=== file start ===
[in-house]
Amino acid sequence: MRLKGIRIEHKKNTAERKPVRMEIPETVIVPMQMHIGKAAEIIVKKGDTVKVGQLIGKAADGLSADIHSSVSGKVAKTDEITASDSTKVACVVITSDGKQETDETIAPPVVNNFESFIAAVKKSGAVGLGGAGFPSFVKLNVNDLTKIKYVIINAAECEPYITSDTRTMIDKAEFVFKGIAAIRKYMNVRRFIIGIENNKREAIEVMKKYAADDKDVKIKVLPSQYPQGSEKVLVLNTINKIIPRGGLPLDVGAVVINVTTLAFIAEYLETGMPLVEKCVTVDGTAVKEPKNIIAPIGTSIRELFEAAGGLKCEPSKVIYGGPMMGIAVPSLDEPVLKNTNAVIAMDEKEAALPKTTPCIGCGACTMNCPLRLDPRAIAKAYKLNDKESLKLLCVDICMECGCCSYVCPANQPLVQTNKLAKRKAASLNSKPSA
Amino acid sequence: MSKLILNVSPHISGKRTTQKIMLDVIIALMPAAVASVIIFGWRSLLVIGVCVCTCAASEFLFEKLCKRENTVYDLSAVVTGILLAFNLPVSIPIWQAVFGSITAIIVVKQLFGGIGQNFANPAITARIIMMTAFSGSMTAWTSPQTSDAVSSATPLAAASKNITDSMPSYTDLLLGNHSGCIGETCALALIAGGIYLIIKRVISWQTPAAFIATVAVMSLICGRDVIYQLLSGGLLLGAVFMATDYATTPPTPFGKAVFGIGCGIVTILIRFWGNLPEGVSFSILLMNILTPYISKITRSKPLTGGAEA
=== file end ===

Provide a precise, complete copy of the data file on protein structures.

[in-house]
Amino acid sequence: MRLKGIRIEHKKNTAERKPVRMEIPETVIVPMQMHIGKAAEIIVKKGDTVKVGQLIGKAADGLSADIHSSVSGKVAKTDEITASDSTKVACVVITSDGKQETDETIAPPVVNNFESFIAAVKKSGAVGLGGAGFPSFVKLNVNDLTKIKYVIINAAECEPYITSDTRTMIDKAEFVFKGIAAIRKYMNVRRFIIGIENNKREAIEVMKKYAADDKDVKIKVLPSQYPQGSEKVLVLNTINKIIPRGGLPLDVGAVVINVTTLAFIAEYLETGMPLVEKCVTVDGTAVKEPKNIIAPIGTSIRELFEAAGGLKCEPSKVIYGGPMMGIAVPSLDEPVLKNTNAVIAMDEKEAALPKTTPCIGCGACTMNCPLRLDPRAIAKAYKLNDKESLKLLCVDICMECGCCSYVCPANQPLVQTNKLAKRKAASLNSKPSA
Amino acid sequence: MSKLILNVSPHISGKRTTQKIMLDVIIALMPAAVASVIIFGWRSLLVIGVCVCTCAASEFLFEKLCKRENTVYDLSAVVTGILLAFNLPVSIPIWQAVFGSITAIIVVKQLFGGIGQNFANPAITARIIMMTAFSGSMTAWTSPQTSDAVSSATPLAAASKNITDSMPSYTDLLLGNHSGCIGETCALALIAGGIYLIIKRVISWQTPAAFIATVAVMSLICGRDVIYQLLSGGLLLGAVFMATDYATTPPTPFGKAVFGIGCGIVTILIRFWGNLPEGVSFSILLMNILTPYISKITRSKPLTGGAEA